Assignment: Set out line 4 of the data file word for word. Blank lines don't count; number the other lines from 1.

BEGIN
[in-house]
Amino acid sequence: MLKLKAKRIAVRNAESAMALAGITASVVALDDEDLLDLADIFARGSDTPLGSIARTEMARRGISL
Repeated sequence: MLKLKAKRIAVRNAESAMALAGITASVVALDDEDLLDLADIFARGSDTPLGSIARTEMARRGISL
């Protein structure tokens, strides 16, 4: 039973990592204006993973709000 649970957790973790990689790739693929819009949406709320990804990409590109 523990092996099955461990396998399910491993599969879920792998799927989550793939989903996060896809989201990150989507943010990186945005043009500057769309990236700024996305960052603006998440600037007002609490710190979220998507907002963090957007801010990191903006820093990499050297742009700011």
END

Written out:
């Protein structure tokens, strides 16, 4: 039973990592204006993973709000 649970957790973790990689790739693929819009949406709320990804990409590109 523990092996099955461990396998399910491993599969879920792998799927989550793939989903996060896809989201990150989507943010990186945005043009500057769309990236700024996305960052603006998440600037007002609490710190979220998507907002963090957007801010990191903006820093990499050297742009700011």